Special Issue "Multi-Color Laser Emission for the Generation of Ultrashort Optical Pulse"


A special issue of Applied Sciences (ISSN 2076-3417).

Deadline for manuscript submissions: 31 March 2015

Special Issue Editor

Guest Editor
Prof. Dr. Totaro Imasaka
Department of Applied Chemistry, Kyushu University, 744 Motooka, Nishi-ku, Fukuoka 819-0395, Japan
Website: http://www.apan.cstm.kyushu-u.ac.jp/en/prof/rireki.html
E-Mail: imasaka@cstf.kyushu-u.ac.jp
Phone: +81-92-802-2883
Fax: +81-92-802-2888
Interests: analytical chemistry; analytical instrumentation; analytical science; trace analysis; lasers; non-linear optics; spectrometry

Special Issue Information

Dear Colleagues,

The pulse width of an electromagnetic wave is determined by the frequency band width of the wave used. Therefore, one femtosecond is the ultimate in pulse width for an “optical” wave. For this reason, several methods have been proposed for the generation of an ultrashort optical pulse. For example, resonance/non-resonance four-wave mixing would be one of the candidates for generating multi-color laser emission in an extremely wide spectral region, thus breaking the 1-fs barrier.

To date, numerous emission lines have been generated from the deep-ultraviolet to the near-infrared region (<45,000 cm−1). Such generations use a variety of techniques, such as four-wave Raman mixing in molecular hydrogen. This type of technique is promising for the generation of 1-fs optical pulses via phase locking and the Fourier synthesis of the emission lines. For verification, it would be necessary to develop a new method for measuring the pulse width, since the spectral band width approaches or is beyond one octave.

Ultrashort optical pulses can be utilized in a variety of applications in science and technology. For example, an ultrashort optical pulse can be used in the studies of ultrafast phenomena. More practically, a laser pulse shorter than 100 fs is reported to be useful in mass spectrometry for observing a molecular ion of triacetone triperoxide, an explosive used in terrorist attacks. A train of ultrashort optical pulses in the terahertz region, which has been generated in the optical cavity to enhance the nonlinear optical effect, would be employed as a clock pulse in optical computation/communication in future advanced industries. Therefore, it would be important to investigate a new frontier in the generation of multi-color laser emission for Fourier synthesis to generate ultrashort optical pulses and to publish a new issue of invited papers to clarify new trends in the state-of-the-art.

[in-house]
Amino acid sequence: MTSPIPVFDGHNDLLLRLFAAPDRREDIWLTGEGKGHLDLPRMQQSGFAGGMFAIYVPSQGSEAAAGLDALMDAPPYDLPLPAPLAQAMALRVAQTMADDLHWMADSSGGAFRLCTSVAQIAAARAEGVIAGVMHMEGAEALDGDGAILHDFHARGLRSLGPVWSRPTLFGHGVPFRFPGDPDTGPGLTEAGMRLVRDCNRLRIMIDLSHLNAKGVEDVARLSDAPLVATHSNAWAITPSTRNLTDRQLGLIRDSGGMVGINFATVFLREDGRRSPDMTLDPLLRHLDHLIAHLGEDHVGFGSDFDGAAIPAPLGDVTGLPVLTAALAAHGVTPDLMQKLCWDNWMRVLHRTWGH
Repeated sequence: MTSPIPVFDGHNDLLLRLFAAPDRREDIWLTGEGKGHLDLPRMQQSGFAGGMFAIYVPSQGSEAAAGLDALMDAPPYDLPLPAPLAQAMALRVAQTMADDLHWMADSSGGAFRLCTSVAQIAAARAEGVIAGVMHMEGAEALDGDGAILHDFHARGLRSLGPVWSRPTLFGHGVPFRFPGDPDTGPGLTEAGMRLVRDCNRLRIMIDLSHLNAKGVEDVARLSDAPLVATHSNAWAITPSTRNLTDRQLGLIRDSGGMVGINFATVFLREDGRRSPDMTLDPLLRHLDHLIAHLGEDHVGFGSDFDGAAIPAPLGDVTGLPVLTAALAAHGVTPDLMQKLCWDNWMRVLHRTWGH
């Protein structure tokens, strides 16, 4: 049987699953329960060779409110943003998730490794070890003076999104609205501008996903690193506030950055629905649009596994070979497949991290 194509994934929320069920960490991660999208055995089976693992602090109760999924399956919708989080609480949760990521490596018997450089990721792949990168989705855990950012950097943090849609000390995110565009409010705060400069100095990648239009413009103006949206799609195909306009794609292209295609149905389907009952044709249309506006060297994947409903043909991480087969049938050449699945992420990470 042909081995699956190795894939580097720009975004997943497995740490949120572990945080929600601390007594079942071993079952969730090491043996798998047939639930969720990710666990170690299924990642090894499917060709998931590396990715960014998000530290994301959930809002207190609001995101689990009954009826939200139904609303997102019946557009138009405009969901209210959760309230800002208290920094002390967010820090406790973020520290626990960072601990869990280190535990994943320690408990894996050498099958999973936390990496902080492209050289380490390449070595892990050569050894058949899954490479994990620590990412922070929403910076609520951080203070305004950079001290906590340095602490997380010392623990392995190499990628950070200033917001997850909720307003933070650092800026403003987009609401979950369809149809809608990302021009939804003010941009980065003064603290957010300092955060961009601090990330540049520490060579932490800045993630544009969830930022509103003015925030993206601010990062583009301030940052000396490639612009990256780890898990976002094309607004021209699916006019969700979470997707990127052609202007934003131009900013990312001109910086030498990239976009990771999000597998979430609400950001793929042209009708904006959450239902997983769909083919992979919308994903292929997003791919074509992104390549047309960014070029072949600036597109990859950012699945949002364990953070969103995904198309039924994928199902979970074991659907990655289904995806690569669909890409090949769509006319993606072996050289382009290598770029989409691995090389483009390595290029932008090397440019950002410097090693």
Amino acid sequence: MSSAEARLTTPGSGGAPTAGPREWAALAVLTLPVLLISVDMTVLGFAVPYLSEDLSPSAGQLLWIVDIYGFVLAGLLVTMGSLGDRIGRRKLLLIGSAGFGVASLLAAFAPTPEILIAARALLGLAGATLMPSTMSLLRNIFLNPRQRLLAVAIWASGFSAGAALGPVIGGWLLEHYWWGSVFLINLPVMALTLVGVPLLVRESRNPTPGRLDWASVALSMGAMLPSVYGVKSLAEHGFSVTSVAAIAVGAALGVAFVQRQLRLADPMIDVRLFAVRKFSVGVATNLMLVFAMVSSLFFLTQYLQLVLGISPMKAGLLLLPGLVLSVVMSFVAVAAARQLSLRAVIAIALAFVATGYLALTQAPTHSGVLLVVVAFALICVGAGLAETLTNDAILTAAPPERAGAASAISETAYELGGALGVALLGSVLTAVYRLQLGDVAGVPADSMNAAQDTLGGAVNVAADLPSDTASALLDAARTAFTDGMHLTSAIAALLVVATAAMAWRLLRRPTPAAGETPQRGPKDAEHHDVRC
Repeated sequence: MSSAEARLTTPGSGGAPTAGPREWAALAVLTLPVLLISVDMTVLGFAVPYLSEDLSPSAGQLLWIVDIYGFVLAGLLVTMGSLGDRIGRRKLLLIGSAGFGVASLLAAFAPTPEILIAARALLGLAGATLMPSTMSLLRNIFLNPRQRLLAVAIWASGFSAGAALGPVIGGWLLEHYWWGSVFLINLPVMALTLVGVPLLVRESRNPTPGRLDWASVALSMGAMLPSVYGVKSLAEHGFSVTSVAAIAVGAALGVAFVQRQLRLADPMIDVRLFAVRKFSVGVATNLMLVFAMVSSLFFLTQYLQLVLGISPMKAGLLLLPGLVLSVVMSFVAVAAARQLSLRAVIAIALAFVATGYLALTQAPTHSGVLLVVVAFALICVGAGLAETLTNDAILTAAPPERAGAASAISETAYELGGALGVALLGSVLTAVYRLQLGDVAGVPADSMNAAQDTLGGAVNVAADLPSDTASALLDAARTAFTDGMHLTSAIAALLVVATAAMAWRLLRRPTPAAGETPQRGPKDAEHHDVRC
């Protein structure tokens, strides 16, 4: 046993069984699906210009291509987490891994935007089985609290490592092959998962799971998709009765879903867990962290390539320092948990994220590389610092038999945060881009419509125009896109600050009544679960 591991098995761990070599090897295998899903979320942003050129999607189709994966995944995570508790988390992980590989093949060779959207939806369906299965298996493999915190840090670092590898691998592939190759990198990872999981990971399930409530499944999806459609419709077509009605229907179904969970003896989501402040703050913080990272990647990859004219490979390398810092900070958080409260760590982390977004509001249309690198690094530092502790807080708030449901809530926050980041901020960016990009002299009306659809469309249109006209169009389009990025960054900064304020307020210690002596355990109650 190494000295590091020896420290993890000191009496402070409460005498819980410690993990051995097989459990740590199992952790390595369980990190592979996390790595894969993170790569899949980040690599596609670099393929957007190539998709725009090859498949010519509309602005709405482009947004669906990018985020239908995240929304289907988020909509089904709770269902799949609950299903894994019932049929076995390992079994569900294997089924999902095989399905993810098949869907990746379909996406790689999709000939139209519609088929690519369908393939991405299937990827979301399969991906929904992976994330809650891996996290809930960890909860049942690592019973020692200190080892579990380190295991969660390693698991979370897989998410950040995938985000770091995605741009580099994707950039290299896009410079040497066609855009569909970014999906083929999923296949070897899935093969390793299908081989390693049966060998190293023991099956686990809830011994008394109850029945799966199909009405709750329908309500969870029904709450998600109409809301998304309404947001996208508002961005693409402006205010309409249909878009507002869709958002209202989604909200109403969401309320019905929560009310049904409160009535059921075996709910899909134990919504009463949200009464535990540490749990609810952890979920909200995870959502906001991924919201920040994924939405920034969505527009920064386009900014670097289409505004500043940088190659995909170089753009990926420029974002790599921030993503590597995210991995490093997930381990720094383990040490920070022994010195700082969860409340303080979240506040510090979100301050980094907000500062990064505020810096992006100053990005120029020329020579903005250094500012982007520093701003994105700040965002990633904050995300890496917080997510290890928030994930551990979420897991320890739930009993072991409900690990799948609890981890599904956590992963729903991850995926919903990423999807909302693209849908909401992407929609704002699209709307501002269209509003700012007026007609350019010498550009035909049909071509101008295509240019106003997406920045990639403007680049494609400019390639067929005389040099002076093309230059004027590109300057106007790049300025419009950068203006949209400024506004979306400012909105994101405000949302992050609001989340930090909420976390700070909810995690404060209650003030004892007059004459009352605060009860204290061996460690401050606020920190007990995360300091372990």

Prof. Dr. Totaro Imasaka
Guest Editor


Manuscripts should be submitted online at www.mdpi.com by registering and logging in to this website. Once you are registered, click here to go to the submission form. Manuscripts can be submitted until the deadline. Papers will be published continuously (as soon as accepted) and will be listed together on the special issue website. Research articles, review articles as well as communications are invited. For planned papers, a title and short abstract (about 100 words) can be sent to the Editorial Office for announcement on this website.